Cusco went back to work Friday, following the repeal in Congress of Law 1198 that was to open doors to private investment and support in developing Peru’s huge untapped historical and archaeological resources.
In the 48-hour strike that had some 14,000 tourists stuck in different parts of Cusco since Wednesday, the region lost $1.5 million in revenue.
As it did eight years ago, in 2007, Cusco was up in arms against the law, saying the government was going to sell out and sell off its ancient cultural heritage to private business.
Despite the fact that the law clearly excluded all the key and already-developed Inca and Colonial sites in the broader Cusco area, and could not go into effect until the regulations were drawn up in the next 90 days, Cusco refused to accept it.
Even efforts by Congress to specifically exclude the Cusco region completely from the law, in order to allow for the development in the rest of the country, was also not accepted by Cusco.
In the end, on Thursday night the law was repealed by 57 votes, with 7 votes against the motion and three abstentions.
In Cusco, Diario del Cusco splashed “We Triumphed!” across its front page, with articles inside praising the repeal and the proud and effective work of the mayor of Aguas Calientes, David Gayoso, who was in Lima to convince the Culture and Patrimony Commission that the law was no good.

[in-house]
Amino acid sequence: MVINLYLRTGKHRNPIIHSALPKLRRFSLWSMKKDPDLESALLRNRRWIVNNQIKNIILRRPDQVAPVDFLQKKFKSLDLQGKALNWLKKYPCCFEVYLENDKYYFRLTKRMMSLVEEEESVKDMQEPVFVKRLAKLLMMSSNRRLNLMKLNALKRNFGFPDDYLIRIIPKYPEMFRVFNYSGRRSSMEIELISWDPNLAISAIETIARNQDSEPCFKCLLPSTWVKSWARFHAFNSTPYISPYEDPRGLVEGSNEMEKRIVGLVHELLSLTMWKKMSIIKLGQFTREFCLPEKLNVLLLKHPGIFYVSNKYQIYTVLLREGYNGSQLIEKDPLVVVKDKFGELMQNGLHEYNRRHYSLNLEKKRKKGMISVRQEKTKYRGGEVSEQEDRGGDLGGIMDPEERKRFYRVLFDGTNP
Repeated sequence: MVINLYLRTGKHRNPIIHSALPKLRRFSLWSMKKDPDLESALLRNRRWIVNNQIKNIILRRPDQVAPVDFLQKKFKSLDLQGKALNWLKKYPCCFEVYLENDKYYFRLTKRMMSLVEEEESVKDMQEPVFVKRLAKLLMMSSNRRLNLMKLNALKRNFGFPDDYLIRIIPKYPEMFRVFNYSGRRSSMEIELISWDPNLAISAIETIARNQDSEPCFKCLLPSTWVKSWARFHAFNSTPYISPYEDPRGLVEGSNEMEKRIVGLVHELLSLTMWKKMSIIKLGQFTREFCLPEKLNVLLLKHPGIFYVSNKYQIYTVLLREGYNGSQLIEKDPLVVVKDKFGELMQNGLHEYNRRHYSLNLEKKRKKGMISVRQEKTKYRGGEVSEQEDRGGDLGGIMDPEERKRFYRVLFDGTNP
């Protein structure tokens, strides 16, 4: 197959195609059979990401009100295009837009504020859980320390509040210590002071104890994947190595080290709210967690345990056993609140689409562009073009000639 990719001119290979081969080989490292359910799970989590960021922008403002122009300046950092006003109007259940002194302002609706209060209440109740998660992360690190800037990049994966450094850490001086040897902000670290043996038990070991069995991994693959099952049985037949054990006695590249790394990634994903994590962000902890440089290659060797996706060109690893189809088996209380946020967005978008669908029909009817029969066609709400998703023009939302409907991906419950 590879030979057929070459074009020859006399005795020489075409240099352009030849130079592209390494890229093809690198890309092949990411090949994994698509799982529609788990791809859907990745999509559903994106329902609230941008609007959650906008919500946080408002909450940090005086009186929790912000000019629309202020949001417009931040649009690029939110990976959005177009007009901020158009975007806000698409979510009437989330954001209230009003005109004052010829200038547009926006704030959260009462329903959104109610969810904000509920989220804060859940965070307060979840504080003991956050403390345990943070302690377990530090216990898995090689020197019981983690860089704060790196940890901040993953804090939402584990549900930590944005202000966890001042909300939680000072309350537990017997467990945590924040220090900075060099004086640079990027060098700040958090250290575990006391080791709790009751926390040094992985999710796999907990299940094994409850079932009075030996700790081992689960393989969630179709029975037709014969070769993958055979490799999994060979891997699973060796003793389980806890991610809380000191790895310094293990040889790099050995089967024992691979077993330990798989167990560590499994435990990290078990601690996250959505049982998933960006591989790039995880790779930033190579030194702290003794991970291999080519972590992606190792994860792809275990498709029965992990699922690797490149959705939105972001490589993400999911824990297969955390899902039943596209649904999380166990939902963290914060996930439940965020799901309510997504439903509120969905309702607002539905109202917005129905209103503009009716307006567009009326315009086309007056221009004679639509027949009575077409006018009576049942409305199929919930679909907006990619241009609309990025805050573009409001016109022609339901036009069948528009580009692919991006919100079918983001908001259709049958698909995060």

In an op-ed in the paper, however, Wilberth Vilca offered the lone Cusco voice in favor of the law.
“The atmosphere has been one of disinformation, a lack of debate and little tolerance, where for the fundamentalists, any opposing opinion is assumed to be some kind of treason, a kind of sacrilege,” Vilca wrote, under the headline “Cusco, between the Apogee and the Crisis.”
Vilca criticized Cusco’s “inefficient” regional governor, Edwin Licona, and municipal mayor, Carlos Moscoso, for sanctioning the strike, “finding their life preservers to bathe in popularity,” and distract a deeply dissatisfied electorate.
He called for a stop to corruption and improvisation, “which seems to be the common ill of those who govern us, many of whom are serving jail sentences.”
The aim of Law 1198 was for the government to work with private investment to develop, through a concession system, the hundreds of archaeological and historical sites throughout Peru that need the financial boost for scientific research and restoration to develop tourism and a sustainable development for local communities.